In the public debate over false news, many believe Facebook should use its own judgment to filter out misinformation. We’ve chosen not to do that because we don’t want to be the arbiters of truth, nor do we imagine this is a role the world would want for us.
Instead, we’ve made it easier to report false news and have taken steps in partnership with third-party fact checkers to rank these stories lower in News Feed. Once our fact checking partners label a story as false, we’re able to reduce future impressions of the story on Facebook by 80%. We’re also working to make it harder for bad actors to profit from false news, eliminating their incentive to create this content in the first place.
Finally, since the best deterrent will ultimately be a discerning public, we’ve started sharing more context about the news sources people see on Facebook. By helping people sharpen their social media literacy, we can help society be more resilient to misleading stories.
Even with all these countermeasures, the battle will never end. Misinformation campaigns are not amateur operations. They are professionalized and constantly try to game the system. We will always have more work to do.
One of the most common criticisms of social media is that it creates echo chambers where people only see viewpoints they agree with — further driving us apart.
That’s a legitimate issue but it’s more complex than how it is sometimes portrayed. Compared with the media landscape of the past, social media exposes us to a more diverse range of views. A recent Reuters Institute Digital News Report found that 44% of people in the US who use social media for news end up seeing sources from both the left and the right — more than twice the rate of people who don’t use social media.
The deeper question is how people respond when they encounter these differing opinions — do they listen to them, ignore them, or even block them?
Think about how our minds work. It’s natural to seek out information that confirms what we already believe — a phenomenon social scientists call “confirmation bias.” Walter Quattrociocchi, Antonio Scala and Cass Sunstein found evidence last year that social media users are drawn to information that strengthens their preferred narratives and reject information that undermines it.
That makes bursting these bubbles hard because it requires pushing against deeply ingrained human instincts. Research shows that some obvious ideas — like showing people an article from an opposing perspective — could actually make us dig in even more.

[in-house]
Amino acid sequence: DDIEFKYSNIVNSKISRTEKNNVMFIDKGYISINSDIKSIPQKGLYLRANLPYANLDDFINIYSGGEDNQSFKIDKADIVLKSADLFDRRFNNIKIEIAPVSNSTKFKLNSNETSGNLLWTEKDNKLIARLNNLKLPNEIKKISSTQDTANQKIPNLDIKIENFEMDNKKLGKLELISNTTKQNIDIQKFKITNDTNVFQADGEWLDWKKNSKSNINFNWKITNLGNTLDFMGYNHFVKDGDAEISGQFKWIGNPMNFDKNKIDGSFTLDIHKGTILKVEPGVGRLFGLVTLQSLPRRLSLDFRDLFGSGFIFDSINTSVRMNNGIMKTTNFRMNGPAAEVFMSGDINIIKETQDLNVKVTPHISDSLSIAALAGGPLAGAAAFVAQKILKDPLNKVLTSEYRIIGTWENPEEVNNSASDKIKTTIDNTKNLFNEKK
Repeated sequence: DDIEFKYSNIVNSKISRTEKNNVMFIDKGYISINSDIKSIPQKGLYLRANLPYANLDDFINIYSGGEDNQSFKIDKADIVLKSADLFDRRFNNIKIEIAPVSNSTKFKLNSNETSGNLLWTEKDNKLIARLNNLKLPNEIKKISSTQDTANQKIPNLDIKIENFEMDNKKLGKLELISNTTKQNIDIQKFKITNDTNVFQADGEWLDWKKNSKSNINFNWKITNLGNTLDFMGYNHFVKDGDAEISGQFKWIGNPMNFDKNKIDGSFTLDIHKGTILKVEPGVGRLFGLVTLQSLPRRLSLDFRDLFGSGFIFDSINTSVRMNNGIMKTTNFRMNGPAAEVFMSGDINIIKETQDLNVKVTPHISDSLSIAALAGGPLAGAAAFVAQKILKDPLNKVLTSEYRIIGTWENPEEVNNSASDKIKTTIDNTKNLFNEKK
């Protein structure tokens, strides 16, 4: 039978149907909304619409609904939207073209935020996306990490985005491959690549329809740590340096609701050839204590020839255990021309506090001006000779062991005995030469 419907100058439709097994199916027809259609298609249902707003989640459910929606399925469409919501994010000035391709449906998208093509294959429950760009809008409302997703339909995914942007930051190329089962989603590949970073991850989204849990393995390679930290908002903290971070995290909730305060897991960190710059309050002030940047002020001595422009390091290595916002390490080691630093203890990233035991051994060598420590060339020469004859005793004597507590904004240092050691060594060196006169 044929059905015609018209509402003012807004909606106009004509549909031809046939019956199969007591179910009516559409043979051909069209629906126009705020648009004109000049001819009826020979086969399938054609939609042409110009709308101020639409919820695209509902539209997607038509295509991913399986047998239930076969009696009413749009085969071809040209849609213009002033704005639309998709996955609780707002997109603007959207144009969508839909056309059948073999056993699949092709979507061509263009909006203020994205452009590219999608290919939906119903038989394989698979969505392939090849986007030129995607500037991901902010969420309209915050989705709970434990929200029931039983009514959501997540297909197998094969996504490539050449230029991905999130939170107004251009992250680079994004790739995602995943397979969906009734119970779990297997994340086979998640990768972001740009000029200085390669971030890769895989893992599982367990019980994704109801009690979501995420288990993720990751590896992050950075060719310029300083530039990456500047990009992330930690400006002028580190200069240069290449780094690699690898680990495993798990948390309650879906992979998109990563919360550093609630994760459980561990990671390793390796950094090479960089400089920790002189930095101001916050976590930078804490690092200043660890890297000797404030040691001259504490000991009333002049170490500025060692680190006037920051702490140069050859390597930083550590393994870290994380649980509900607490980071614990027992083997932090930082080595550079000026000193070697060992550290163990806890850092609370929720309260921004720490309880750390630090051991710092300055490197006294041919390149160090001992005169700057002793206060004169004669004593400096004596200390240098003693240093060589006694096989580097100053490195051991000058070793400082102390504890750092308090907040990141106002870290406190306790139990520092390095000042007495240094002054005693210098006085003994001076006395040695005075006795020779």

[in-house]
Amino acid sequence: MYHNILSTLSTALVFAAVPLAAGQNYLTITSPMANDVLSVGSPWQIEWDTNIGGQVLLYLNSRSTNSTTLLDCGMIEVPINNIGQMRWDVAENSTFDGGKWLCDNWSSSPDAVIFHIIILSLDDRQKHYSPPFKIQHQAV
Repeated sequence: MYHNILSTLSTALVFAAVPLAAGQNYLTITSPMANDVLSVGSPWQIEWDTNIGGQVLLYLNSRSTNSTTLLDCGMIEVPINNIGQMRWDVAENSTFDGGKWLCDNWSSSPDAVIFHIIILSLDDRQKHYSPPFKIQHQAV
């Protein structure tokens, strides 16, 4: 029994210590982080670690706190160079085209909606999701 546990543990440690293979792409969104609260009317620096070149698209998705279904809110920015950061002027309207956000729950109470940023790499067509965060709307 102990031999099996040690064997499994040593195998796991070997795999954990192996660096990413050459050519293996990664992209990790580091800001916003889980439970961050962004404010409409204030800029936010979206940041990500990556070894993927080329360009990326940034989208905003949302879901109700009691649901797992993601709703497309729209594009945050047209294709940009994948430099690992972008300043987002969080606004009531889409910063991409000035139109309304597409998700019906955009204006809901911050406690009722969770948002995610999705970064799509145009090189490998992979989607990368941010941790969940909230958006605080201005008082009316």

A better approach might be to show people many views, not just the opposing side. We recently started testing this idea with a feature called Related Articles that shows people articles with a range of perspectives on the news they’re already reading about. We’ll see if it helps, and we’re eager to share our findings.
While we want Facebook to be a safe place for people to express themselves politically, we need to make sure no one is bullied or threatened for their views.
To make matters more complex, governments themselves sometimes engage in such harassment. In one country we recently visited, a citizen reported that after he had posted a video critical of the authorities, the police paid him a visit to inspect his tax compliance. As more countries write laws that attempt to criminalize online discourse, the risk grows that states use their power to intimidate their critics. That could have a chilling effect on speech.
Even in more open societies, we’re seeing cases where government officials write hateful posts that make enforcing our Community Standards challenging. So far, we’ve kept such posts up on our platform since we view them as newsworthy information that citizens deserve to know. We’ve also found these posts often become important magnets for counter-speech, but we recognize reasonable people may disagree with this policy.
Our concerns with political hate speech aren’t limited to the online sphere — we also need to be vigilant that social media doesn’t facilitate offline violence.
Policing this content at a global scale is an open research problem since it is hard for machines to understand the cultural nuances of political intimidation. And while we are hiring over 10,000 more people this year to work on safety and security, this is likely to remain a challenge.
While foreign meddling, misinformation, echo chambers and hate speech get the headlines, what worries me most is how social media can distort policymakers’ perception of public opinion. People on Facebook tend to represent every walk of life, but not everyone is using their voice equally. Take women. They represent a majority of the population, yet are under-represented in public political dialogue on Facebook.